UPEC is frequently associated with both community and hospital acquired UTI. UPEC strains display an interesting mechanism of forming intracellular bacterial communities (IBCs) within mucosal linings of bladder cells. Formations of IBCs have been linked to recurrent UTIs. Development of biofilm-like aggregates in vivo comprise early, middle, and late stages and takes around 6–8 hours to mature.28,29 UPEC biofilms in-vitro are the major cause for catheter associated UTI. In this study, overall, 73% of UPEC isolates were strong biofilm formers. We could categorize UPEC biofilms in three different stages, early, middle, and final stage. SEM analysis revealed that early biofilm formation of UPEC could be observed just after 4 hours of incubation and it took 18 hours before it reached the final stage. Our findings clearly show that MICs for UPEC biofilm (MIC-b) were higher than that of planktonic forms (MIC-p). Furthermore, we observed that, except trimethoprim, other tested frontline antibiotics were less effective in eradicating UPEC in biofilm forms, even at higher concentrations (MBEC>2048 µg/mL) that support the notion that bacterial consortia such as intracellular bacterial communities (IBCs) within mucosal linings of bladder cells may resist a vigorous antibiotic treatment, yet bacterial cells may remain viable, leading to re-occurrence of the UTI. Interestingly, for trimethoprim, similar findings were made when canine uropathogens were tested against TMP-SMX.30 This could be because of differences in antibiotic permeability in biofilm form, quorum sensing mechanisms, and cell growth heterogeneity. Likewise, pharmacokinetic/pharmacodynamic factors of host and bacteria may also play a role in treatment outcome.31

Use of antibiotics asserts a significant selective pressure upon bacterial pathogens resulting in development of defense mechanisms such as changes in protein expression and genetic mutations. Under certain conditions, loss of pathogenicity and induction of SOS under antibiotics pressure has been reported.32 The situation becomes aggravated when antibiotics reach their sub-MIC level before the next dose can be administered, giving bacterial pathogens an opportunity to modulate their pathogenicity. In this study, five out of six UPEC isolates showed enhanced biofilm production at sub-MIC level of ciprofloxacin, confirming that antibiotic treatments at minute concentration can modulate the community structure and heterogeneity of UPEC biofilm. Underlying molecular factors responsible for sensing and contributing to this significant change remain to be investigated. Moreover, a sub-inhibitory concentration of antibiotics can modulate the virulence and adherence of UPEC.33 Other studies showed that sub-lethal concentrations of amoxicillin are involved in increased antibiotic resistance, induction of biofilm formation, and adhesion of uropathogens to the bladder epithelial lining.33,34 Moreover, it has also been shown that patients who have received antibiotics prior to onset of sepsis were less responsive to antibiotic therapy.35 Besides active biofilm formation of UPEC strains encode an array of virulence factors such as fimbriae, surface hydrophobicity, serum resistance, gelatinase, and toxins, which contributes to its effective colonization, increased persistence, and pathogenesis of the disease. Higher occurrence of virulence factors such as gelatinase, hemolysin, and serum resistance indicates the prevalence of virulent UPEC strains. The significant association between biofilm formation and hemolysin may aid UPEC strains in prostate persistence.36 Likewise, another significant factor, curli fimbriae, was attributed to cell-to-cell and cell-to-surface adhesion during biofilm formation. Fimbriae play an important role in initial adhesion and spreading of biofilms on the surface at a later stage.37 It is also worth noting that prevention of a biofilm-like situation in vitro at initial stages could be an interesting strategy to counterfeit the development of infection. Conclusively, the association of virulence factors such as biofilm formation and resistant phenotypes to frontline antibiotics poses a significant challenge to treat UPEC infections.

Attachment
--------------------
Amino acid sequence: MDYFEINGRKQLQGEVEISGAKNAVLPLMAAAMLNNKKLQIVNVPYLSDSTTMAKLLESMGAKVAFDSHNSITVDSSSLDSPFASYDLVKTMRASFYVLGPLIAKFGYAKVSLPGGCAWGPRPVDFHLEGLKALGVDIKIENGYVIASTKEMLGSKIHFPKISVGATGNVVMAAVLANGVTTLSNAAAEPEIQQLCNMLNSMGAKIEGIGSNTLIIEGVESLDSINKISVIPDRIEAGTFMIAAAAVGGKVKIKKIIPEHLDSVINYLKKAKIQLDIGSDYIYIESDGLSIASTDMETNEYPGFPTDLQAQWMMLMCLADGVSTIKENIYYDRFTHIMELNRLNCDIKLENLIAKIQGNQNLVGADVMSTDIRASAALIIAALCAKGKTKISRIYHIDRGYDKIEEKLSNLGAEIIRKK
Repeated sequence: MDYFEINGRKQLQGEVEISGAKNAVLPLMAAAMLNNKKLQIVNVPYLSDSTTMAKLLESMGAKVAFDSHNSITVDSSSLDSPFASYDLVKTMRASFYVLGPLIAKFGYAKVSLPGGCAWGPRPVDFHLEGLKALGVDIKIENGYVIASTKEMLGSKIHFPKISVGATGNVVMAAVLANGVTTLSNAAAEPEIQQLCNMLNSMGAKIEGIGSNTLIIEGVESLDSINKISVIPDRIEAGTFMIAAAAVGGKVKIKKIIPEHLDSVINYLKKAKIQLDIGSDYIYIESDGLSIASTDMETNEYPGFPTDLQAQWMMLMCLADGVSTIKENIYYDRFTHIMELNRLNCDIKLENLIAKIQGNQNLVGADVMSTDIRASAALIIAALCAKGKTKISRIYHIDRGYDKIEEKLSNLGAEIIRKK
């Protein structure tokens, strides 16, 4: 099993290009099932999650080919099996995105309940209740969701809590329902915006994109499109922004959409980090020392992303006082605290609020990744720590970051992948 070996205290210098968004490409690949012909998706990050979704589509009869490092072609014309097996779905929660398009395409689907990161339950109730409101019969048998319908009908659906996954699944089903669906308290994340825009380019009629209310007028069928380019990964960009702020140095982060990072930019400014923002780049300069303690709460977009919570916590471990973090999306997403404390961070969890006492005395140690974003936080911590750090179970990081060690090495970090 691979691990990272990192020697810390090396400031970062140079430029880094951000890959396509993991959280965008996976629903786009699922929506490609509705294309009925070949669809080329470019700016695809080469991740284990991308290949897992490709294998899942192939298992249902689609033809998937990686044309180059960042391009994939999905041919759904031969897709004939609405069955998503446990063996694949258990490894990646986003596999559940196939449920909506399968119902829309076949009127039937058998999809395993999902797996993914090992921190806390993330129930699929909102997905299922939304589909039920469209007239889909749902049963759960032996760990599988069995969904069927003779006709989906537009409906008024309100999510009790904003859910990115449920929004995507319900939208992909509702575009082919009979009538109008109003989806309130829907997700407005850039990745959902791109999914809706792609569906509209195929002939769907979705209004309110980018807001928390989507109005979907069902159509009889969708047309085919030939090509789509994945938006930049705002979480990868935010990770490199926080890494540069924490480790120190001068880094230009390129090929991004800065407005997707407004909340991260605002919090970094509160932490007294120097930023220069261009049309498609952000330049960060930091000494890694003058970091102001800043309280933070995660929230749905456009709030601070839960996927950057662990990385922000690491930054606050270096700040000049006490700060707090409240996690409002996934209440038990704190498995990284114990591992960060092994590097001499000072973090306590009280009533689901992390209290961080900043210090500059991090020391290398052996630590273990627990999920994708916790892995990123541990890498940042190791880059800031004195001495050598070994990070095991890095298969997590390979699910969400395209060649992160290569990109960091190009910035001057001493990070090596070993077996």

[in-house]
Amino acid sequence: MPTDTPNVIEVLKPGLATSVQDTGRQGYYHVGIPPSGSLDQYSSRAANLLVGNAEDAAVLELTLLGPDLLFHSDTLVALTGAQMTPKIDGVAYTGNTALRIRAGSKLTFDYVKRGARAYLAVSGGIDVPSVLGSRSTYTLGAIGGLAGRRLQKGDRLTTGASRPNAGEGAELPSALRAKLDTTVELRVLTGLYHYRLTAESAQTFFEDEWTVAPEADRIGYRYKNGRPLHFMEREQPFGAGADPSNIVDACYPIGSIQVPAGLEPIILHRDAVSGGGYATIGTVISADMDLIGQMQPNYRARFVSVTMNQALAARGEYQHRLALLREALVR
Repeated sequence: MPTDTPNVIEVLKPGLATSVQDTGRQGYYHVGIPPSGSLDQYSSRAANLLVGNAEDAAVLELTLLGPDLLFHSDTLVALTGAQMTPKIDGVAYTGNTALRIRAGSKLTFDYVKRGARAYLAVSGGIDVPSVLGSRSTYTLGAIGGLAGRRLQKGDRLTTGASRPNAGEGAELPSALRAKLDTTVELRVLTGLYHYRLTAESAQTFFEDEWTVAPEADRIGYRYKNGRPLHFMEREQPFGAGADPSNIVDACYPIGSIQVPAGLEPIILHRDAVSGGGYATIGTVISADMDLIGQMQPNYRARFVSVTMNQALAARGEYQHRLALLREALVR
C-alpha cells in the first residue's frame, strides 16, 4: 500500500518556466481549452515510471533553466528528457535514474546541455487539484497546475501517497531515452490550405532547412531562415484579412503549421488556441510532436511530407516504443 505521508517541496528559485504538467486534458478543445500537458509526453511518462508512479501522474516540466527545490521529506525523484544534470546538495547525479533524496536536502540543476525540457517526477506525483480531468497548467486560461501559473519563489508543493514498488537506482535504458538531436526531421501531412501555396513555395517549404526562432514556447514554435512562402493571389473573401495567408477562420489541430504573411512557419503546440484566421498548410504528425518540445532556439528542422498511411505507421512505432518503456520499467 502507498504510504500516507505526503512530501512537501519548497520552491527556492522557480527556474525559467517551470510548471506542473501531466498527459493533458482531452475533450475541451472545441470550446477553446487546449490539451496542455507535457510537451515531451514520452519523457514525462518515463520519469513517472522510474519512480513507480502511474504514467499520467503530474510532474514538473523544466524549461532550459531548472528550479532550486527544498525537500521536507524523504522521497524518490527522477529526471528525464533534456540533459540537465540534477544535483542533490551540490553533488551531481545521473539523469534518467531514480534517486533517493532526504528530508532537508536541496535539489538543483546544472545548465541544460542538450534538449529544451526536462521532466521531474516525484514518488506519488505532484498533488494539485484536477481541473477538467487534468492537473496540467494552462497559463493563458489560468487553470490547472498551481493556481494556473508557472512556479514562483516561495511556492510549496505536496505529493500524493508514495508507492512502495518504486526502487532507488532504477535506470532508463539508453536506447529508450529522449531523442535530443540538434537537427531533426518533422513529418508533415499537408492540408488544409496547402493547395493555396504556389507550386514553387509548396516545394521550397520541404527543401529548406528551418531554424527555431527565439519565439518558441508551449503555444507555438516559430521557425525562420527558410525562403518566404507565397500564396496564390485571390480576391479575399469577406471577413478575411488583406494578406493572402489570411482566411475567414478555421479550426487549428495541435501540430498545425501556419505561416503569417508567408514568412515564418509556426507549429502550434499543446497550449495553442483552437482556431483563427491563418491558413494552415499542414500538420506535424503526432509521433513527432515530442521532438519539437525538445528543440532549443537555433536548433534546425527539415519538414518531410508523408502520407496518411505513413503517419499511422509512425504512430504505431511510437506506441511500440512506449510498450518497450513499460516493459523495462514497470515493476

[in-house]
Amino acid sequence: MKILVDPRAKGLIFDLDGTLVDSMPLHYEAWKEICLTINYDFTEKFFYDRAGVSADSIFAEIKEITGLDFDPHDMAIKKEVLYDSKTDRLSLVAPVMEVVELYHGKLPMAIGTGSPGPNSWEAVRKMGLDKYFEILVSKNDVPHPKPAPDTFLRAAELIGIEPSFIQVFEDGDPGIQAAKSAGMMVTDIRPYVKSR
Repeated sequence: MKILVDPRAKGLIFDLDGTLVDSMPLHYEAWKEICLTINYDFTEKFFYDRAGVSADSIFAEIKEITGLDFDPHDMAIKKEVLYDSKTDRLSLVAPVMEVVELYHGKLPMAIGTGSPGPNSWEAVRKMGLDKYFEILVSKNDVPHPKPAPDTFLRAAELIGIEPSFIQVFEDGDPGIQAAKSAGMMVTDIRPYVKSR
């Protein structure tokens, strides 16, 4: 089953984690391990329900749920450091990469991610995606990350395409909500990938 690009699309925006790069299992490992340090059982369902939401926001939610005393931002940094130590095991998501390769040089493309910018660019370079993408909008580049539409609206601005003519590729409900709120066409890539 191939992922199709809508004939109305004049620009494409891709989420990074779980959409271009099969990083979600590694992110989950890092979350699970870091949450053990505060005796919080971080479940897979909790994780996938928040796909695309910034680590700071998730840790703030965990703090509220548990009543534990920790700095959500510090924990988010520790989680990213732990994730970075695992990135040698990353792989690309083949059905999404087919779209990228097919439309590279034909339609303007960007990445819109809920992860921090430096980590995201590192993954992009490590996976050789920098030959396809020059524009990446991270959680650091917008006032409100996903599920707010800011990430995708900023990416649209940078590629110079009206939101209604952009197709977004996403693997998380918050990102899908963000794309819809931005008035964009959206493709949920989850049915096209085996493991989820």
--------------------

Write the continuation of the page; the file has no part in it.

Therefore, it is imperative that factors associated with biofilm tolerance and recalcitrance against antibiotic would demand new therapeutic strategies which must breach these barriers. Furthermore, while prioritizing patient’s health, it should be a specialist’s first goal to avoid a biofilm-like scenario that could otherwise produce undesirable consequences. Virulence factors have an important role in adherence with epithelial surfaces and for immune evasion. UPEC isolates in this study showed different phenotypes including ESBLs, gelatinase, hemolysins, HA, hydrophobicity, and serum bactericidal activity. Their identification assists in understanding their role in virulence.


We thank the Higher Education Commission Pakistan for supporting doctoral work of Zara Rafaque.

Higher Education Commission Pakistan and Quaid-i-Azam University, Islamabad This work was financially supported by Higher Education Commission Pakistan and Quaid-i-Azam University, Islamabad (PIN#213-53961-2BM2-093; 50025385).


The authors report no conflicts of interest for this work.